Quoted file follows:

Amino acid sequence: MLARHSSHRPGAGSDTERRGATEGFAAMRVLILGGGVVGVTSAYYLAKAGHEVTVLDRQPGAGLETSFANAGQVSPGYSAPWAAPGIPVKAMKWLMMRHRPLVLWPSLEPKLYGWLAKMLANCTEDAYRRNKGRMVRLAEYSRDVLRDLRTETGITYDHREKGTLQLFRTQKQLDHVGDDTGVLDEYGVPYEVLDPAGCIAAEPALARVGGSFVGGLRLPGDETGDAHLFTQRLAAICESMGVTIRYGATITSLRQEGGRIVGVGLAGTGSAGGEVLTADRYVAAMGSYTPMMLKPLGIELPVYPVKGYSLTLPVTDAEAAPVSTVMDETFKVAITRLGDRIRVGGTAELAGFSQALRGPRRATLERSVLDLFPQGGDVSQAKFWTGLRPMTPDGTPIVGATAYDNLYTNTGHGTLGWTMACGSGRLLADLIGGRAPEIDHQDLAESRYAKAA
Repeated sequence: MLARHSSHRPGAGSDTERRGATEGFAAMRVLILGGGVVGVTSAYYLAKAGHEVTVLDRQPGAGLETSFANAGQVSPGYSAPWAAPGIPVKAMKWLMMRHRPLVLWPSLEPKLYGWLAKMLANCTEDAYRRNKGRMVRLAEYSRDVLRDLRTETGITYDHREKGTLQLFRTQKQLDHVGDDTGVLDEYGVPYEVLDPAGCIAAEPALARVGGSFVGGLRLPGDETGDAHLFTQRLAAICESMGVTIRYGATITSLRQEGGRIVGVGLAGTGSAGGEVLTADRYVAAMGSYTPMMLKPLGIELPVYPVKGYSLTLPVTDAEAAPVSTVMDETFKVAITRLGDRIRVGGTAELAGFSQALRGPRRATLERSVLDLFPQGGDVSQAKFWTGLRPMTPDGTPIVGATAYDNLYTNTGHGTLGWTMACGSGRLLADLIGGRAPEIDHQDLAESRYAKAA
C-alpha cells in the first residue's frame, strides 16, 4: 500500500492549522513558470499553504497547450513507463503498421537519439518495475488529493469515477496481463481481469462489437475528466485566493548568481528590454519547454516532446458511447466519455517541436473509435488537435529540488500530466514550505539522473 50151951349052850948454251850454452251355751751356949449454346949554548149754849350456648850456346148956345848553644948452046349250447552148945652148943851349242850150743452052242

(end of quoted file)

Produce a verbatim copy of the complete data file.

Amino acid sequence: MLARHSSHRPGAGSDTERRGATEGFAAMRVLILGGGVVGVTSAYYLAKAGHEVTVLDRQPGAGLETSFANAGQVSPGYSAPWAAPGIPVKAMKWLMMRHRPLVLWPSLEPKLYGWLAKMLANCTEDAYRRNKGRMVRLAEYSRDVLRDLRTETGITYDHREKGTLQLFRTQKQLDHVGDDTGVLDEYGVPYEVLDPAGCIAAEPALARVGGSFVGGLRLPGDETGDAHLFTQRLAAICESMGVTIRYGATITSLRQEGGRIVGVGLAGTGSAGGEVLTADRYVAAMGSYTPMMLKPLGIELPVYPVKGYSLTLPVTDAEAAPVSTVMDETFKVAITRLGDRIRVGGTAELAGFSQALRGPRRATLERSVLDLFPQGGDVSQAKFWTGLRPMTPDGTPIVGATAYDNLYTNTGHGTLGWTMACGSGRLLADLIGGRAPEIDHQDLAESRYAKAA
Repeated sequence: MLARHSSHRPGAGSDTERRGATEGFAAMRVLILGGGVVGVTSAYYLAKAGHEVTVLDRQPGAGLETSFANAGQVSPGYSAPWAAPGIPVKAMKWLMMRHRPLVLWPSLEPKLYGWLAKMLANCTEDAYRRNKGRMVRLAEYSRDVLRDLRTETGITYDHREKGTLQLFRTQKQLDHVGDDTGVLDEYGVPYEVLDPAGCIAAEPALARVGGSFVGGLRLPGDETGDAHLFTQRLAAICESMGVTIRYGATITSLRQEGGRIVGVGLAGTGSAGGEVLTADRYVAAMGSYTPMMLKPLGIELPVYPVKGYSLTLPVTDAEAAPVSTVMDETFKVAITRLGDRIRVGGTAELAGFSQALRGPRRATLERSVLDLFPQGGDVSQAKFWTGLRPMTPDGTPIVGATAYDNLYTNTGHGTLGWTMACGSGRLLADLIGGRAPEIDHQDLAESRYAKAA
C-alpha cells in the first residue's frame, strides 16, 4: 500500500492549522513558470499553504497547450513507463503498421537519439518495475488529493469515477496481463481481469462489437475528466485566493548568481528590454519547454516532446458511447466519455517541436473509435488537435529540488500530466514550505539522473 50151951349052850948454251850454452251355751751356949449454346949554548149754849350456648850456346148956345848553644948452046349250447552148945652148943851349242850150743452052242